Nathan's Reviews > The French Lieutenant's Woman

The French Lieutenant's Woman by John Fowles
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Dec 29, 11

Read in December, 2011

John Fowles' "The French Lieutenant's Woman" succeeds in a very difficult way. Namely, it is an example of pure storytelling, in the classic sense, sincerely conveyed without any real conceit or gimmicks, and the novel is only as compelling (and it is indeed hard to put down) as the actual plot makes it. That said, there are plenty of clever asides from the narrator which reveal Fowles' perspective and his criticism of the naivete of the era, most notably in the area of religion (Fowles is an avowed atheist. Bully for you, John.). Fowles' trademark facility for flowery Thomas Hardy-esque passages (minus Hardy's notorious loquacity, and without the metaphorical and mythological weight of "The Magus") is on display, along with a deft touch for effortlessly employed, obscure vocabulary. Each chapter begins with prescient epigraphs from the Victorian era, mainly from Marx, Darwin, and Tennyson. The plot centers around an affair in Lyme-Regis, England between an engaged aristocrat, Charles, and a commoner, Sarah, or whatever you're supposed to call them. The story centers around the choices that Charles makes to flaunt convention and to yield to his passion or his attraction to Sarah. I won't give too much away, but I will say that the majority of this is conveyed with understatement, since hey, it's the Victorian era and you can't exactly get all "Tropic of Cancer" about matters of the heart!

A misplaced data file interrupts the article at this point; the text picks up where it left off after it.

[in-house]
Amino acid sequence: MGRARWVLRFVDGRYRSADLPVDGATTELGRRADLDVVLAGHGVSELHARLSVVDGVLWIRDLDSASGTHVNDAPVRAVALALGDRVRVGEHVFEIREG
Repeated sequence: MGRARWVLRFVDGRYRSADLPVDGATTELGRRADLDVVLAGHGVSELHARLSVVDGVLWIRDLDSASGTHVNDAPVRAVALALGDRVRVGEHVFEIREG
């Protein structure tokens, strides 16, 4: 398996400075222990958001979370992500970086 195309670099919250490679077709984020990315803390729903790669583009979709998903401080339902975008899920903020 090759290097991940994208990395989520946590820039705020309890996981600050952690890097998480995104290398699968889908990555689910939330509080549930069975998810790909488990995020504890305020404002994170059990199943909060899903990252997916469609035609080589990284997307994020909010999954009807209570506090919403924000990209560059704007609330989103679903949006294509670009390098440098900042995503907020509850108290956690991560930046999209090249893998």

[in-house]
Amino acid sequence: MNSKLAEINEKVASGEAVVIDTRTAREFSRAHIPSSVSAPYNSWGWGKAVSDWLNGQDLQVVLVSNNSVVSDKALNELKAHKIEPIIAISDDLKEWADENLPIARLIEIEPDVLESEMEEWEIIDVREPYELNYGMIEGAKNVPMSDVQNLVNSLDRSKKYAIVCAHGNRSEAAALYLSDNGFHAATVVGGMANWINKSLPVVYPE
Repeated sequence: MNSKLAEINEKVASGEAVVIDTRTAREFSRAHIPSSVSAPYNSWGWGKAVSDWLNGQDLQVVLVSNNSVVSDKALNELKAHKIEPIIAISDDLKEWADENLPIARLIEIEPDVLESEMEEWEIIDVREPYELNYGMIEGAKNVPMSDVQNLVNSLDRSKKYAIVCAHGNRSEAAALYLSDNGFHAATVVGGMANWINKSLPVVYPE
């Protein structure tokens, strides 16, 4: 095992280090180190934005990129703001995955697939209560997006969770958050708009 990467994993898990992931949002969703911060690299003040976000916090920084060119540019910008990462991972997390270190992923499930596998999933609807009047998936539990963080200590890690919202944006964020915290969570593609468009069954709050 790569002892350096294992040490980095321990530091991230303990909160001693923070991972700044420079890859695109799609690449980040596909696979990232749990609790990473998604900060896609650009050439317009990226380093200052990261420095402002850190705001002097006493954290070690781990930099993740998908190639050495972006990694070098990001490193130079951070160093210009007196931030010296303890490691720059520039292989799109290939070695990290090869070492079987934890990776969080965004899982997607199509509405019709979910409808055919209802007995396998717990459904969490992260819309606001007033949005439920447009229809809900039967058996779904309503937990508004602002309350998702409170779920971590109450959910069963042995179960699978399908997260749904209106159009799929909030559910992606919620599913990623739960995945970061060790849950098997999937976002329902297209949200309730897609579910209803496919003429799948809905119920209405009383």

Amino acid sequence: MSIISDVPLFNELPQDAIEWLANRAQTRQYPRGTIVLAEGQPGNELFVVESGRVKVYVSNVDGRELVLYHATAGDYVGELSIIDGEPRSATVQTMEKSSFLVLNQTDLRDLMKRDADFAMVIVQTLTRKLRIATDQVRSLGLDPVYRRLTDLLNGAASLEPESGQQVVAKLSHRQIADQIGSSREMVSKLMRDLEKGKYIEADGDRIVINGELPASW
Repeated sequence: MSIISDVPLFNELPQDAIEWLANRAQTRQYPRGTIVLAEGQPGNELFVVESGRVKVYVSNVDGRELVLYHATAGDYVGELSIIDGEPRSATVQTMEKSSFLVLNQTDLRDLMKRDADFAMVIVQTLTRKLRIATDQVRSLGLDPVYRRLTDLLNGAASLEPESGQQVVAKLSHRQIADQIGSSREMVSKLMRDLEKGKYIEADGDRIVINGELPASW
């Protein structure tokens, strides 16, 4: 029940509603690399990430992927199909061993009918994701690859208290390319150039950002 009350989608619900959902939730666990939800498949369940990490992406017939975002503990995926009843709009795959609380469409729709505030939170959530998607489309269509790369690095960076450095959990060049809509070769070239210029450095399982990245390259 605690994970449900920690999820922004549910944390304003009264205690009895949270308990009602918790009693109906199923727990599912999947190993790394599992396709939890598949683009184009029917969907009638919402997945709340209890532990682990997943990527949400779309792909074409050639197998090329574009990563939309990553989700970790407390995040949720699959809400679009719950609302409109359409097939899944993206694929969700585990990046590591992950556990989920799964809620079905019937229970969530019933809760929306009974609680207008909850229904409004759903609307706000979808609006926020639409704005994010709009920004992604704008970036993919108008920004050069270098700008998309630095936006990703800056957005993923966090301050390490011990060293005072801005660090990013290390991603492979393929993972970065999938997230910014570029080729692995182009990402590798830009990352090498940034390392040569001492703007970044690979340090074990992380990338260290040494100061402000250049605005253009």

The narrator is especially interesting, as he/it is a decidedly wry, witty, and modern voice who offers commentary and context on the era. Comparisons to the present day, and comments on the actual craft of the novel and the choices that the author makes with his characters are included. This is done tastefully, and not couched in snark tones or irony, proof that Fowles is a meticulous craftsman who knows his classics, and is a formally trained writer- in the way that Laurence Olivier was a formally trained actor- voicing, word choice, cadences, rhythm, etc. are all used artfully, as in the best poetry. A cursory perusal of the novel would have you believe that it indeed comes from the Victorian era itself, as the English is as formal, delicate, and crisp as it seemed to have been then. I was especially impressed at how well the use of the narrator comes off, since it straddles eras, but never disrupts the Victorian tone of formality and prudence. Many writers would not be able to riff on something like that, or it would make the story become lame or tenuous; conversely, here the technique succeeds because it amplifies the weight of the events and palpably connects the reader to a bygone era, explaining the social mores and the motivations of the people that lived during that time. I'm sure there is a precedent for this technique, but I can't think of one to compare it to at the moment...It is done as satire, but the same thing happens in a similar way in William Golding's "The Princess Bride," made famous by its cinematic counterpart.
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